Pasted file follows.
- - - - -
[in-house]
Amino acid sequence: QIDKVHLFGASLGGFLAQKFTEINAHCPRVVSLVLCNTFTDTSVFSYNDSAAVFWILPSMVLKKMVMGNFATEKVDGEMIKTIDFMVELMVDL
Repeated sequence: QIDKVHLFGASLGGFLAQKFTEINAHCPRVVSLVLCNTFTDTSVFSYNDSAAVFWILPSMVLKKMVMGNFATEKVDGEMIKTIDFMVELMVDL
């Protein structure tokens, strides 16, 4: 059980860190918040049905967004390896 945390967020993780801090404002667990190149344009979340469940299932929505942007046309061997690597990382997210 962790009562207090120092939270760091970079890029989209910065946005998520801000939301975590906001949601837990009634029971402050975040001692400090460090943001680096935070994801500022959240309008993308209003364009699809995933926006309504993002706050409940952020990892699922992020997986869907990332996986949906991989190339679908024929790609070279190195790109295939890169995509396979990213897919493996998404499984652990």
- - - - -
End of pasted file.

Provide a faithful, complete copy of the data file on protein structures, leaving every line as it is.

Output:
[in-house]
Amino acid sequence: QIDKVHLFGASLGGFLAQKFTEINAHCPRVVSLVLCNTFTDTSVFSYNDSAAVFWILPSMVLKKMVMGNFATEKVDGEMIKTIDFMVELMVDL
Repeated sequence: QIDKVHLFGASLGGFLAQKFTEINAHCPRVVSLVLCNTFTDTSVFSYNDSAAVFWILPSMVLKKMVMGNFATEKVDGEMIKTIDFMVELMVDL
């Protein structure tokens, strides 16, 4: 059980860190918040049905967004390896 945390967020993780801090404002667990190149344009979340469940299932929505942007046309061997690597990382997210 962790009562207090120092939270760091970079890029989209910065946005998520801000939301975590906001949601837990009634029971402050975040001692400090460090943001680096935070994801500022959240309008993308209003364009699809995933926006309504993002706050409940952020990892699922992020997986869907990332996986949906991989190339679908024929790609070279190195790109295939890169995509396979990213897919493996998404499984652990």